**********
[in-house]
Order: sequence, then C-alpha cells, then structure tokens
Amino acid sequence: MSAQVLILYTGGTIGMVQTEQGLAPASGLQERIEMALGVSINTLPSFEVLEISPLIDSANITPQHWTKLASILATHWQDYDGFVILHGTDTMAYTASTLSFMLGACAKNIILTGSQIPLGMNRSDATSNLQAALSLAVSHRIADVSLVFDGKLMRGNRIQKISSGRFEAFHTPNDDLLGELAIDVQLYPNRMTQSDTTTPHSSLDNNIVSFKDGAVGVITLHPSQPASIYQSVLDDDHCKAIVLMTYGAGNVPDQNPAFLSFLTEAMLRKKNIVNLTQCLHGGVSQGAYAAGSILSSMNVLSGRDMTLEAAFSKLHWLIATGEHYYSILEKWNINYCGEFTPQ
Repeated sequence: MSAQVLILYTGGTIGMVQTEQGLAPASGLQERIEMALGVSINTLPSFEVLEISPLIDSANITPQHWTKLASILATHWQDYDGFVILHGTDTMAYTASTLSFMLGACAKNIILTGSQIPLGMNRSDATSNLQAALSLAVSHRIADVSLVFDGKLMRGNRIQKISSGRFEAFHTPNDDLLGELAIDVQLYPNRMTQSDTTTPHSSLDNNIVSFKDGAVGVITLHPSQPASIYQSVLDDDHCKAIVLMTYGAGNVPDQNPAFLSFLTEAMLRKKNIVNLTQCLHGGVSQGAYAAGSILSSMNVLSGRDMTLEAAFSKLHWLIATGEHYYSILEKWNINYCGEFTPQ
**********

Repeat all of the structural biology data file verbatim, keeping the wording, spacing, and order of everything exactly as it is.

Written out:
[in-house]
Order: sequence, then C-alpha cells, then structure tokens
Amino acid sequence: MSAQVLILYTGGTIGMVQTEQGLAPASGLQERIEMALGVSINTLPSFEVLEISPLIDSANITPQHWTKLASILATHWQDYDGFVILHGTDTMAYTASTLSFMLGACAKNIILTGSQIPLGMNRSDATSNLQAALSLAVSHRIADVSLVFDGKLMRGNRIQKISSGRFEAFHTPNDDLLGELAIDVQLYPNRMTQSDTTTPHSSLDNNIVSFKDGAVGVITLHPSQPASIYQSVLDDDHCKAIVLMTYGAGNVPDQNPAFLSFLTEAMLRKKNIVNLTQCLHGGVSQGAYAAGSILSSMNVLSGRDMTLEAAFSKLHWLIATGEHYYSILEKWNINYCGEFTPQ
Repeated sequence: MSAQVLILYTGGTIGMVQTEQGLAPASGLQERIEMALGVSINTLPSFEVLEISPLIDSANITPQHWTKLASILATHWQDYDGFVILHGTDTMAYTASTLSFMLGACAKNIILTGSQIPLGMNRSDATSNLQAALSLAVSHRIADVSLVFDGKLMRGNRIQKISSGRFEAFHTPNDDLLGELAIDVQLYPNRMTQSDTTTPHSSLDNNIVSFKDGAVGVITLHPSQPASIYQSVLDDDHCKAIVLMTYGAGNVPDQNPAFLSFLTEAMLRKKNIVNLTQCLHGGVSQGAYAAGSILSSMNVLSGRDMTLEAAFSKLHWLIATGEHYYSILEKWNINYCGEFTPQ